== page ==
Urbane Living

St. Louis designer Rocio Romero's prefab homes are generating a buzz across the nation

Romero says she first knew she wanted to be a designer as a nineteen-year-old undergraduate at the University of California at Berkeley. The inspiration came to her during a trek through Europe. "If anything, buildings just started to talk to me -- in that respect -- as being really important containers of life and of being sort of representations of culture, and housing culture, and housing people."

Aside from European architecture, Romero says her influences include Joseph Eichler, Ludwig Mies van der Rohe and St. Louis-born Charles and Ray Eames. Van der Rohe's famously airy Farnsworth house was recently purchased by the National Trust for Historic Preservation and other preservationists for $7.5 million -- a far cry from $130,000. But of course, the Farnsworth house is now considered a masterpiece.

Sliding-glass doors along the back of the home
Sliding-glass doors along the back of the home
View from inside
View from inside

Setting up shop in southern Missouri was purely a practical decision and didn't owe to any longing for a rural life. From the middle of the nation, says Romero, it's easy and affordable for her to transport the kit homes anywhere. Romero purchases most of the materials that make up the LV kit from the Buchheit company, a Midwestern farm- and building-supply chain headquartered in Perryville. By going through the company, the designer says, "We were able to really substantially get some savings that we could pass along to our customers."

Romero recognizes that the word "prefab" makes some people cringe. "The thing is, in the United States earlier on, prefab was a derogatory term, because it was all about cookie-cutter, gross-looking things, and it was stigmatized," she explains. "I think in architecture school, just reading about Eichler and reading about the Case Study homes and knowing that [those architects] had tried it and done it, and that it was possible definitely was very inspirational to me."

In addition to the kit she sold to Shane and Holly Thompson, Romero has sold three other LVLs and six LVs to like-minded artsy types all over the nation. A writer in New York plans to build an LV there; a graphic designer and a photographer plan to build in Napa; an LV sold to an artist in Michigan is in progress; some Los Angeles residents plan to build in Topanga Canyon; and two people in South Carolina recently bought a kit.

The kit home's first purchasers -- an architectural photographer and a musician -- are building their LV as a vacation home in the mountains of Virginia. Photographer Jennifer Watson and her husband, Barry Bless, have dubbed the home Luminhaus and are documenting their construction progress in an online, testimonial-style photo diary (at www.rocioromero.com).

Watson hopes the LV will provide a welcome respite from the busyness of their current home, which is two and a half hours away in Richmond. "A lot of times, when I come home, I feel overloaded when I walk in that door, and I see all this stuff," she says. "I really wish I could just have a house that's minimalistic, that's small, that every space is being used. And the LV home is, I think, the answer to it." Watson calls the LV a work of art and even had Romero autograph some of the wall panels before they were shipped to Virginia.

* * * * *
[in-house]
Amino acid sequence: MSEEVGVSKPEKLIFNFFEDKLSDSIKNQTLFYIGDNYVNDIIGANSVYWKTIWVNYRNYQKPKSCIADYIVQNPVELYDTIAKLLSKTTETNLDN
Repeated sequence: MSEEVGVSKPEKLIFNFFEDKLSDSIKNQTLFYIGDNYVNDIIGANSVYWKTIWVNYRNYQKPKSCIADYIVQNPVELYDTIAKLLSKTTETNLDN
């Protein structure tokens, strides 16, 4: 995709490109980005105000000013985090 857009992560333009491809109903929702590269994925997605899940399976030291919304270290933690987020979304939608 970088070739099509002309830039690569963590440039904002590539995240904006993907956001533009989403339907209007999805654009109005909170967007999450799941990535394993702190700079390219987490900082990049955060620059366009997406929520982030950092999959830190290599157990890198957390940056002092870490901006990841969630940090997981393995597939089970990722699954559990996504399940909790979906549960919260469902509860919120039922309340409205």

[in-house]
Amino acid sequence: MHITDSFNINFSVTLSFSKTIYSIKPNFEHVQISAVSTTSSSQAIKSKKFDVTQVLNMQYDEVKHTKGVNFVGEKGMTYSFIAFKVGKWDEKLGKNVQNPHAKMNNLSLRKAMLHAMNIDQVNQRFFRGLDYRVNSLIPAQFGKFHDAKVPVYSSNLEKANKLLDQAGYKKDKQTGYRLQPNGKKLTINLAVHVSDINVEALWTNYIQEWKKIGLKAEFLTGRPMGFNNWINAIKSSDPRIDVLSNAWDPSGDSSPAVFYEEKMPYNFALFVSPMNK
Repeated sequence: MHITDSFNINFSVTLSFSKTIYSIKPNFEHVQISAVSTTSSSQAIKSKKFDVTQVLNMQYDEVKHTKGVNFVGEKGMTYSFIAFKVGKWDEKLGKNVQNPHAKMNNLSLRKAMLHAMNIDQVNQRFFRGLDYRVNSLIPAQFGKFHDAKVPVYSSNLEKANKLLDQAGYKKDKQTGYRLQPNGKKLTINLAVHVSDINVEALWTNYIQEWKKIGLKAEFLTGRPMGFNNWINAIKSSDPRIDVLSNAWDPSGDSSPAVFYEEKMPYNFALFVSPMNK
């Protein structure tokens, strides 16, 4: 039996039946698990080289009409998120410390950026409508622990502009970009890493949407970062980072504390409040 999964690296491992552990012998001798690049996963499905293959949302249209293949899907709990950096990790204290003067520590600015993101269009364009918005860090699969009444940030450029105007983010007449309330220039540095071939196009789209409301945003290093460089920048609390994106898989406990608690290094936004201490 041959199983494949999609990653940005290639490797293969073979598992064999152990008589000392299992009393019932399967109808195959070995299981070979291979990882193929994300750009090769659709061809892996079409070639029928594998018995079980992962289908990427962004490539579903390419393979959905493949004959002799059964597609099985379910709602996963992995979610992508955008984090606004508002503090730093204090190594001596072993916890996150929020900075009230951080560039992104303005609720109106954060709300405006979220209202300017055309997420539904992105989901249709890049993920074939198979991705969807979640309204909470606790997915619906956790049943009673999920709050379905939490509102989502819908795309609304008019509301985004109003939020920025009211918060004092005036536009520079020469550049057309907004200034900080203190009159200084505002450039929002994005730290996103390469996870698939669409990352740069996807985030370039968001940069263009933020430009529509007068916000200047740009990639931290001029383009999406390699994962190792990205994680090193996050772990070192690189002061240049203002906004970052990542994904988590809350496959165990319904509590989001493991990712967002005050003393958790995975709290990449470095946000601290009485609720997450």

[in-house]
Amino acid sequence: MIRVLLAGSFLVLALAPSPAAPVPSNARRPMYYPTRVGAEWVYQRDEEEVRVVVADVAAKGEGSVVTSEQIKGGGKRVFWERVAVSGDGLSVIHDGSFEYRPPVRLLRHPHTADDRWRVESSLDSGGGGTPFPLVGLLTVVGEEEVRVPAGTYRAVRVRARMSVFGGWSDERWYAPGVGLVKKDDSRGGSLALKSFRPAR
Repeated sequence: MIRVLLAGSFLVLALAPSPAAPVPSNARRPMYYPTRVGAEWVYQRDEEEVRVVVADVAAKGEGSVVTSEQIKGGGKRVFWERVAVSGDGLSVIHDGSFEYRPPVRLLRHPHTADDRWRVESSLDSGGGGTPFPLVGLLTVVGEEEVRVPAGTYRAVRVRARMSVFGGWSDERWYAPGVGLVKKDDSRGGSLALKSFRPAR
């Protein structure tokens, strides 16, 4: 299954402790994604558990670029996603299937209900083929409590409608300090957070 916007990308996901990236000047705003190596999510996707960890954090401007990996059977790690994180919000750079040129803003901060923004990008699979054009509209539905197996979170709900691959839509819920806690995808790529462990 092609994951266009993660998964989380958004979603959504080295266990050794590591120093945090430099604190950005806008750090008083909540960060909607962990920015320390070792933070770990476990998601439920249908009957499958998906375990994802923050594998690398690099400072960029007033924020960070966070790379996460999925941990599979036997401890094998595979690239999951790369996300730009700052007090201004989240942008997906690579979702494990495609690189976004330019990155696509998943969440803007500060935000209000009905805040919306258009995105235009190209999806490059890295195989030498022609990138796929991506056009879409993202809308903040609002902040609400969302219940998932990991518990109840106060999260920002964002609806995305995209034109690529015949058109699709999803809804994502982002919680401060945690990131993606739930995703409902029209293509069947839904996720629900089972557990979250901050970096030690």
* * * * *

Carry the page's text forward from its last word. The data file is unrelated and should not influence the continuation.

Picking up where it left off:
Romero thinks the LV wave may continue to grow as more people from around the nation purchase the home. "All these first people that are doing it are kind of my geographic pioneers, because then the people that will be involved with those projects will have more familiarity with my product, and I'll be able to refer [new customers] to those contractors," she says.

The designer predicts that in ten years the LV may have taken on a life of its own. She's already working toward that end and plans to offer add-ons such as cabinetry, windows, an awning structure, a detached garage, a carport and an outdoorsy "adult tree-house" called the Fish Camp.

While Romero's home is unconventional, at least aesthetically, the LV doesn't completely change the way people live in a home, either. It's designed for a single family, much like the homes many Americans live in today. Says Wash. U.'s Peter MacKeith: "The box looks different than others, but nonetheless, it is right in line with villas in the Italian countryside, as much as it might be with at least the initial idea of the suburb, [in] which everybody gets their own lot, and they can do whatever they want on their own lot."

MacKeith adds that Americans "want things that are less expensive, and at the same time, we want things that have at least the atmosphere of uniqueness to them, which is why Ikea has such a great value for many people, and actually Target has a great value, because you feel like you're getting design, but you're also getting something for a good price, because it's been manufactured in a repetitive way."

As for the Thompsons, their search continues to find the perfect piece of land for their LVL. "You know," says Shane, "there are a ton of three-acre lots out there, but a lot of restrictions. And you know people with 'McMansions' don't want to look at modern architecture."

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